By Margaret Walker – Blog Editor
I recently finished the impactful book “When Breath Becomes Air,” a memoir written by final-year neurosurgical resident, Paul Kalanithi, diagnosed with terminal lung cancer. The book details his journey from diagnosis to death; by its very nature, the book is heavy. Kalanithi discusses the complex interactions between spirituality, poetry, life, death, and living. The writing is incredibly personal and forces the reader to confront their own feelings on mortality. While the writing may be slightly disorganized and follow a very loose structure, it reads like the stream of consciousness of someone going through one of life’s defining experiences.
I encourage anyone interested in the process of coming to terms with one’s eventual demise to at least read part of the book. As a society, we are not good at shepherding people to the “next stage.” In the medical and public health field, we often see death as a failure instead of the eventual event for which our bodies were made.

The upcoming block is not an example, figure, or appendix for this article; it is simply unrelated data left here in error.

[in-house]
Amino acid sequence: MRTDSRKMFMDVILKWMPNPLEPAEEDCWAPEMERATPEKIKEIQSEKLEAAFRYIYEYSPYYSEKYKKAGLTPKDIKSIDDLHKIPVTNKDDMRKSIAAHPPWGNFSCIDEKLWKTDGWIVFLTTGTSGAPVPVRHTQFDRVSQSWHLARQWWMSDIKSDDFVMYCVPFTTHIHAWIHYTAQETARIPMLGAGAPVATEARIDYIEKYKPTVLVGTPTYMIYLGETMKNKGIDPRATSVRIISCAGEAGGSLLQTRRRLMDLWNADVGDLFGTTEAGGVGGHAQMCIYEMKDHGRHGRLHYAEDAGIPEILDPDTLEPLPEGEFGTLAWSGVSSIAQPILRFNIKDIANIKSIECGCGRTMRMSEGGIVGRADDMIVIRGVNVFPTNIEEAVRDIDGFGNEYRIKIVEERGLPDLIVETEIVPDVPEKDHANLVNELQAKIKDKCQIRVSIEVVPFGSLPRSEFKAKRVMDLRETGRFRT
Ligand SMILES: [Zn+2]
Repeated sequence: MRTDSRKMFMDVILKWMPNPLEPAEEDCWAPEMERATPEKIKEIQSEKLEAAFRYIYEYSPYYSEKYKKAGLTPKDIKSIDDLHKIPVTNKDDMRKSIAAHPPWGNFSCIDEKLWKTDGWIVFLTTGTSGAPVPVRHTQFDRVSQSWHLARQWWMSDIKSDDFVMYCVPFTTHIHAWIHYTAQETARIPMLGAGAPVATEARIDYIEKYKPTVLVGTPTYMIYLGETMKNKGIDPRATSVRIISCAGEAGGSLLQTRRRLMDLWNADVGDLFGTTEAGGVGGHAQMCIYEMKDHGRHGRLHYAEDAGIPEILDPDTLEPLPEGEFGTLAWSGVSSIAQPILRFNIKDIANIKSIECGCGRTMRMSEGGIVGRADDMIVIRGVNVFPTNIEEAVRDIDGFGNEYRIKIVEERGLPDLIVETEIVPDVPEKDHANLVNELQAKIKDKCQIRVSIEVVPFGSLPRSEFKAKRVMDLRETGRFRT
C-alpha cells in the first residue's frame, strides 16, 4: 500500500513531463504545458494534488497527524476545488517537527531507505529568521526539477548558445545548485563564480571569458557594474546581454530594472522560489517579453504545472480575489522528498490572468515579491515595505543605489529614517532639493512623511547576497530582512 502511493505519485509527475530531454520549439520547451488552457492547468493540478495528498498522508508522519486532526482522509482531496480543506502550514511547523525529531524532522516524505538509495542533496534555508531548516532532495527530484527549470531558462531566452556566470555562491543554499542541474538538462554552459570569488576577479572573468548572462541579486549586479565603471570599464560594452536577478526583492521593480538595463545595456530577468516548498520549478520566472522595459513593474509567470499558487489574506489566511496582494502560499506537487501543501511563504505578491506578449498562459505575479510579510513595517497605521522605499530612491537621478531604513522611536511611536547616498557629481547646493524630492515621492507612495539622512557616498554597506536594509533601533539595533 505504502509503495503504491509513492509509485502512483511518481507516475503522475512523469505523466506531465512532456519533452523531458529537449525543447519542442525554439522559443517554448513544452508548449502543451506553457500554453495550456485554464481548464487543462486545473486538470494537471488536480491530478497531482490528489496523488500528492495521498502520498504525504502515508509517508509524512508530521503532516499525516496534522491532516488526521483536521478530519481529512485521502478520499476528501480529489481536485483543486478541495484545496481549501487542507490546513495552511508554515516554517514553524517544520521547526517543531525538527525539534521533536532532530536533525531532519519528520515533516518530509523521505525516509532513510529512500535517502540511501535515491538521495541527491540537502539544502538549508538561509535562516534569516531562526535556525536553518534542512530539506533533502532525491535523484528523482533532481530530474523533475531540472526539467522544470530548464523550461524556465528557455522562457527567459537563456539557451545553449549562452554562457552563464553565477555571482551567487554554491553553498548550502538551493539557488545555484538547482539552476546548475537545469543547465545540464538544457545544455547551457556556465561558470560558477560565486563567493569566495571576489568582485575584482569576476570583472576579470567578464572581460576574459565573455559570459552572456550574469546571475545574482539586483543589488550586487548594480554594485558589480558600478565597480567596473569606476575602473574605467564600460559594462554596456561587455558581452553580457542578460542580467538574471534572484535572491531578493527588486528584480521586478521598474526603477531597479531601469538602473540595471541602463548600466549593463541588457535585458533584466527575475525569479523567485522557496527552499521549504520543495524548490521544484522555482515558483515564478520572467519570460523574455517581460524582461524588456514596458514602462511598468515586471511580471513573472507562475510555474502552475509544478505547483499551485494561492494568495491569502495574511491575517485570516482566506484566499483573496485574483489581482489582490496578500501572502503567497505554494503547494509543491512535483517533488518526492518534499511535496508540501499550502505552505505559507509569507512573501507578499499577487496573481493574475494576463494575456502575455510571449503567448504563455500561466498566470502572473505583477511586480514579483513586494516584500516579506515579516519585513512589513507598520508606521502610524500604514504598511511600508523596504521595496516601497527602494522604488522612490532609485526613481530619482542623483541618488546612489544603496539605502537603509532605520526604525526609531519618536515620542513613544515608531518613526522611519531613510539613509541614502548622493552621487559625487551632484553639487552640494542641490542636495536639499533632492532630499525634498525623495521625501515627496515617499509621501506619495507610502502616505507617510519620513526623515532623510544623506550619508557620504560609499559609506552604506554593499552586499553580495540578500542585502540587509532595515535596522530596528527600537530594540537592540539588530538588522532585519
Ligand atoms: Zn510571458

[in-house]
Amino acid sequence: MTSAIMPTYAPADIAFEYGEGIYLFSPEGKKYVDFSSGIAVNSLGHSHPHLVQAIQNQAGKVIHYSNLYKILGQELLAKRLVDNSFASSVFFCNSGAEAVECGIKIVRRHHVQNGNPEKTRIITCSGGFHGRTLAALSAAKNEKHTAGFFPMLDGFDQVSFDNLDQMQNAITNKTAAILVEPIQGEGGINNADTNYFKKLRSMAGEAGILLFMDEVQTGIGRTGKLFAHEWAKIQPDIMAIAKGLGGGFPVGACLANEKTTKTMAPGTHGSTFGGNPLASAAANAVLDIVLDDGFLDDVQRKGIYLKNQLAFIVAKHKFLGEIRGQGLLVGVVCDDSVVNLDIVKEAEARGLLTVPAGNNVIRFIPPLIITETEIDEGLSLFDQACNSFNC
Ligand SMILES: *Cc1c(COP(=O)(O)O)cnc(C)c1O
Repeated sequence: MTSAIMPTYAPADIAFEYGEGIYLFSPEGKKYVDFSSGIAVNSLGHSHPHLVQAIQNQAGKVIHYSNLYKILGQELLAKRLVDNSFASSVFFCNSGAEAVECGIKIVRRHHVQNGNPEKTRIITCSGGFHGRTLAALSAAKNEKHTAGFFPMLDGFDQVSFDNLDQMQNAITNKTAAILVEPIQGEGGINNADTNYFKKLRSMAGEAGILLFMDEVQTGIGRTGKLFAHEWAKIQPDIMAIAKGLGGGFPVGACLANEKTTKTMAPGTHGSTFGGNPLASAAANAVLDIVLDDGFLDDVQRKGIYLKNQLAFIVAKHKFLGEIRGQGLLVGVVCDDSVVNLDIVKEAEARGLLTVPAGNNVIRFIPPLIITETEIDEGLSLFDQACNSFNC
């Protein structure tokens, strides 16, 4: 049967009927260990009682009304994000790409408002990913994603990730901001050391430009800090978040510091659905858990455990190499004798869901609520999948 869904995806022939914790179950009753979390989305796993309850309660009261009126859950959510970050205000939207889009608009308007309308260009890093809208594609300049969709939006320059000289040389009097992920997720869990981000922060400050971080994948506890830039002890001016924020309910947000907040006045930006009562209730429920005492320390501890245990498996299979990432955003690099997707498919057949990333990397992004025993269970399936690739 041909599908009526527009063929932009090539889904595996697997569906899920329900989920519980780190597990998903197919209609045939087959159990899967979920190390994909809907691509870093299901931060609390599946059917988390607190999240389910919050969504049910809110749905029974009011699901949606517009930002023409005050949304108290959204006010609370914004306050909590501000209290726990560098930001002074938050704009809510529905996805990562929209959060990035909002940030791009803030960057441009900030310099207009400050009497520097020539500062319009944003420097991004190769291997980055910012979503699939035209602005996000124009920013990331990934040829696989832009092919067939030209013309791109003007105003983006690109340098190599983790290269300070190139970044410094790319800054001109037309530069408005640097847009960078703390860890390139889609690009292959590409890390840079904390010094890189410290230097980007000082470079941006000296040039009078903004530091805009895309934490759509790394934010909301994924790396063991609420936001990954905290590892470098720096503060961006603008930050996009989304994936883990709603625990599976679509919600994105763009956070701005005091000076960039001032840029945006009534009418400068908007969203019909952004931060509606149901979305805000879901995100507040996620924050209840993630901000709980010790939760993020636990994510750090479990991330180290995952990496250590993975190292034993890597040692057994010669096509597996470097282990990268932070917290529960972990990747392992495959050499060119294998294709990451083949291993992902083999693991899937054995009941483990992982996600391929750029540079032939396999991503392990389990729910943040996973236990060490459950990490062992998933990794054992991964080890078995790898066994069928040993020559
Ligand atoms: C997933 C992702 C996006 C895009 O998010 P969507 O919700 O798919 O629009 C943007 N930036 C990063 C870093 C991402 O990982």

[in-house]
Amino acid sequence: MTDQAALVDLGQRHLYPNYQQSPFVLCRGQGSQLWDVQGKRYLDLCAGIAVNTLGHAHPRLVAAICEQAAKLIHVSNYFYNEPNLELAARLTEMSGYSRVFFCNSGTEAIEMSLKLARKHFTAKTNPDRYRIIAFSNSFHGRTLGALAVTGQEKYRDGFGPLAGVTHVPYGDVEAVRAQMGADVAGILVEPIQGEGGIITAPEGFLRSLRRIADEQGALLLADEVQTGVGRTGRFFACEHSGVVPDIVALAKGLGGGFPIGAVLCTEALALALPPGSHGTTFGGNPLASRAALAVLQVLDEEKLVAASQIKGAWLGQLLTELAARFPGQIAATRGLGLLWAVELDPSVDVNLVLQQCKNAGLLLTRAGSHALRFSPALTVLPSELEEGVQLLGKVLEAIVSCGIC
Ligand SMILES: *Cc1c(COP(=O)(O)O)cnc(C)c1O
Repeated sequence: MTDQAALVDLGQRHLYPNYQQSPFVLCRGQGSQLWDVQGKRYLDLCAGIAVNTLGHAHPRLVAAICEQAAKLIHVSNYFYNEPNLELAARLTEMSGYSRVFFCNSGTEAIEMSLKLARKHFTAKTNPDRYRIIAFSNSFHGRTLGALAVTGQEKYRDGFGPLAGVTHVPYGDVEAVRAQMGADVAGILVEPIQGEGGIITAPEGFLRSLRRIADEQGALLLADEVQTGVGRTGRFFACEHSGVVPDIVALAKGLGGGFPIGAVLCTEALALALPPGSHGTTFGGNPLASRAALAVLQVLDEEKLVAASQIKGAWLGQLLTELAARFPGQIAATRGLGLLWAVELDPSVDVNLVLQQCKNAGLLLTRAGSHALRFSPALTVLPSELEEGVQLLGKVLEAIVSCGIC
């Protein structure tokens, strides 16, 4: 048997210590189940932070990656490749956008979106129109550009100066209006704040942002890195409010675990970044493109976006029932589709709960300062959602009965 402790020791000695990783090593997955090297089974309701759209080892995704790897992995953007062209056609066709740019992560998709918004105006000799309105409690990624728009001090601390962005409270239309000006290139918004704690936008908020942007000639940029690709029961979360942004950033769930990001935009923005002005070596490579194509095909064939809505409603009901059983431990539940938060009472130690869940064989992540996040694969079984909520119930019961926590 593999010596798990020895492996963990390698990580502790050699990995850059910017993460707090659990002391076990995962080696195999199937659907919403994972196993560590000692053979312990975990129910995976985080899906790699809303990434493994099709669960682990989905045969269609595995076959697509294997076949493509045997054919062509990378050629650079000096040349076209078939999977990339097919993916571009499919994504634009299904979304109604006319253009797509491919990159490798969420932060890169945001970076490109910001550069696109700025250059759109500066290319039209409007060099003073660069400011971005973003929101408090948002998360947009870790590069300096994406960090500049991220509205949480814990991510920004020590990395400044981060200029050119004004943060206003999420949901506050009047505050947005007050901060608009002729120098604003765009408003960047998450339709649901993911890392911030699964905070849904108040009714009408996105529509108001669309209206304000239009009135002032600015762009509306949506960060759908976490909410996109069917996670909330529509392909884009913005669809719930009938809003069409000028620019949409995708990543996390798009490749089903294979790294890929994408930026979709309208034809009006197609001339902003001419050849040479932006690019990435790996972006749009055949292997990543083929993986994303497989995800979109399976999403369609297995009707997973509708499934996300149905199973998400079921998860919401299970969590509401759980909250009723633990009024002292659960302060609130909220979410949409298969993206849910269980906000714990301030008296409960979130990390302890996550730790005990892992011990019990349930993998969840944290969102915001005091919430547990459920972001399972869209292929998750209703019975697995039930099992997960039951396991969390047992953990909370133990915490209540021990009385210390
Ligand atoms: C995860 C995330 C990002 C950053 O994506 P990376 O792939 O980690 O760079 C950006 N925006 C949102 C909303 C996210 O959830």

This book has ties to Atule Gawenda’s “Being Mortal.” Gawenda provides a great overview of the business of the end-of-life care and the medical profession’s discomfort with the idea of a healthy death. Both of these books argue for very honest and open conversations between patients and providers as well as for compassionate palliative care specialists. Palliative care should not be viewed as the healthcare system “giving up.” Rather it is the opportunity to help people verbalize their goals: see a child born, graduate, marry, etc. It is the responsibility of the physician to understand what makes life worth living for a person and strive to provide those opportunities. For Paul Kalanithi, it was to finish residency, finish this book, and see his daughter born; all of which he accomplished.
Photos via Amazon.com